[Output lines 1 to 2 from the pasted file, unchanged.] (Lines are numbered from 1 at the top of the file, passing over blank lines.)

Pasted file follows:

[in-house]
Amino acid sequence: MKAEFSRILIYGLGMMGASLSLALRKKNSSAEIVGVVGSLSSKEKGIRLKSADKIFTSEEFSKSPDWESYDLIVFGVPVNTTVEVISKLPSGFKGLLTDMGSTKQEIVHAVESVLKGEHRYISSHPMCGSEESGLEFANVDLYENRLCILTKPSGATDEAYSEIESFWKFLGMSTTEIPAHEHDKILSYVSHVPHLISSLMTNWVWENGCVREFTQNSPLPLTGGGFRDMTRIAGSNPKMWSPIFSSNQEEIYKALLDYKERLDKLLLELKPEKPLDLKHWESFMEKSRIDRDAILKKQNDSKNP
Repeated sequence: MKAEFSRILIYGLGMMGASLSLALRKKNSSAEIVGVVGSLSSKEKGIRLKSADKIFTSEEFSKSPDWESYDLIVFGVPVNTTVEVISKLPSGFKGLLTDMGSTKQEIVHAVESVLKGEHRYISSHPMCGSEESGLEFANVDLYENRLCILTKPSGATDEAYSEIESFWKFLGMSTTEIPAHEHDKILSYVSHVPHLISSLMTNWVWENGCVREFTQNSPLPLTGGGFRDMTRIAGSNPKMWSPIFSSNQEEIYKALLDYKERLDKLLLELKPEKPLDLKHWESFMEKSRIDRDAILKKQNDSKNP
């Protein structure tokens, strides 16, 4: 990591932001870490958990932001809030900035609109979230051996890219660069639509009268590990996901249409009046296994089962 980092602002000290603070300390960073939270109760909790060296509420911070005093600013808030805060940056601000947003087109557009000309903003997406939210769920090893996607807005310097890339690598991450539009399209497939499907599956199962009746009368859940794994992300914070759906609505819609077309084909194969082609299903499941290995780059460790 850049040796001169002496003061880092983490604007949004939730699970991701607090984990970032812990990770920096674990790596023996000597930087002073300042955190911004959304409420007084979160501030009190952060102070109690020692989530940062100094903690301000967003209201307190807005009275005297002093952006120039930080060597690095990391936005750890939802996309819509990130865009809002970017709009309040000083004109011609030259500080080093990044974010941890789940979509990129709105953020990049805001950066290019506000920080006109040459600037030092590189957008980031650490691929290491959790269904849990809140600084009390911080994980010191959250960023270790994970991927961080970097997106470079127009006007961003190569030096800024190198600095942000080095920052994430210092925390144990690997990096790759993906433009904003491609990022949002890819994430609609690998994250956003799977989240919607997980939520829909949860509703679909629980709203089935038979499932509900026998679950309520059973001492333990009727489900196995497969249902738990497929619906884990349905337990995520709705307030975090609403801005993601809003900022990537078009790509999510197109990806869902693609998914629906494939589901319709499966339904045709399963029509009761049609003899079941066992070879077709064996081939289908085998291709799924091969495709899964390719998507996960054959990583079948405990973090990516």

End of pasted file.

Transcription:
[in-house]
Amino acid sequence: MKAEFSRILIYGLGMMGASLSLALRKKNSSAEIVGVVGSLSSKEKGIRLKSADKIFTSEEFSKSPDWESYDLIVFGVPVNTTVEVISKLPSGFKGLLTDMGSTKQEIVHAVESVLKGEHRYISSHPMCGSEESGLEFANVDLYENRLCILTKPSGATDEAYSEIESFWKFLGMSTTEIPAHEHDKILSYVSHVPHLISSLMTNWVWENGCVREFTQNSPLPLTGGGFRDMTRIAGSNPKMWSPIFSSNQEEIYKALLDYKERLDKLLLELKPEKPLDLKHWESFMEKSRIDRDAILKKQNDSKNP